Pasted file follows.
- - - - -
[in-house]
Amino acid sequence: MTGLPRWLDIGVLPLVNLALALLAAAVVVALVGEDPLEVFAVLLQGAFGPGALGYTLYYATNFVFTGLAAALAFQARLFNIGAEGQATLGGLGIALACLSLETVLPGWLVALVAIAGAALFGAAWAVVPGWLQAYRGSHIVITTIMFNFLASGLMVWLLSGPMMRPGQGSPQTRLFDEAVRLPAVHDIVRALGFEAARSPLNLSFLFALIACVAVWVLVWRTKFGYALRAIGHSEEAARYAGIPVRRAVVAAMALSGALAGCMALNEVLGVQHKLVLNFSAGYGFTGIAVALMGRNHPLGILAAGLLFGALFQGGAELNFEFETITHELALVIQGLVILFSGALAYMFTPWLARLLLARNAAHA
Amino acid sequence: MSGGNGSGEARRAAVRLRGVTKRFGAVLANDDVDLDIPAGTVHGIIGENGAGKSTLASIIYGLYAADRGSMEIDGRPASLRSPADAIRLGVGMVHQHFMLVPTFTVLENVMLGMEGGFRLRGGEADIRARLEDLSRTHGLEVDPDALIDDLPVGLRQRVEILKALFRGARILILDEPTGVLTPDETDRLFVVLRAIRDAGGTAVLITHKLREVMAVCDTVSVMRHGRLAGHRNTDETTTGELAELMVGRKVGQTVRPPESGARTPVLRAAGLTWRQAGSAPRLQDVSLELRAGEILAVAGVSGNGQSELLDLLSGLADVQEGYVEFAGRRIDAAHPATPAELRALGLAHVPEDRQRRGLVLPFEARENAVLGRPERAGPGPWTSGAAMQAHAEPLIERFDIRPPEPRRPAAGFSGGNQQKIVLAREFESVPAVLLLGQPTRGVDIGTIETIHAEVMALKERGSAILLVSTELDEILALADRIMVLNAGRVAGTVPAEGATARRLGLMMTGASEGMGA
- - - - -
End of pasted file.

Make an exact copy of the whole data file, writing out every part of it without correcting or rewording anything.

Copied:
[in-house]
Amino acid sequence: MTGLPRWLDIGVLPLVNLALALLAAAVVVALVGEDPLEVFAVLLQGAFGPGALGYTLYYATNFVFTGLAAALAFQARLFNIGAEGQATLGGLGIALACLSLETVLPGWLVALVAIAGAALFGAAWAVVPGWLQAYRGSHIVITTIMFNFLASGLMVWLLSGPMMRPGQGSPQTRLFDEAVRLPAVHDIVRALGFEAARSPLNLSFLFALIACVAVWVLVWRTKFGYALRAIGHSEEAARYAGIPVRRAVVAAMALSGALAGCMALNEVLGVQHKLVLNFSAGYGFTGIAVALMGRNHPLGILAAGLLFGALFQGGAELNFEFETITHELALVIQGLVILFSGALAYMFTPWLARLLLARNAAHA
Amino acid sequence: MSGGNGSGEARRAAVRLRGVTKRFGAVLANDDVDLDIPAGTVHGIIGENGAGKSTLASIIYGLYAADRGSMEIDGRPASLRSPADAIRLGVGMVHQHFMLVPTFTVLENVMLGMEGGFRLRGGEADIRARLEDLSRTHGLEVDPDALIDDLPVGLRQRVEILKALFRGARILILDEPTGVLTPDETDRLFVVLRAIRDAGGTAVLITHKLREVMAVCDTVSVMRHGRLAGHRNTDETTTGELAELMVGRKVGQTVRPPESGARTPVLRAAGLTWRQAGSAPRLQDVSLELRAGEILAVAGVSGNGQSELLDLLSGLADVQEGYVEFAGRRIDAAHPATPAELRALGLAHVPEDRQRRGLVLPFEARENAVLGRPERAGPGPWTSGAAMQAHAEPLIERFDIRPPEPRRPAAGFSGGNQQKIVLAREFESVPAVLLLGQPTRGVDIGTIETIHAEVMALKERGSAILLVSTELDEILALADRIMVLNAGRVAGTVPAEGATARRLGLMMTGASEGMGA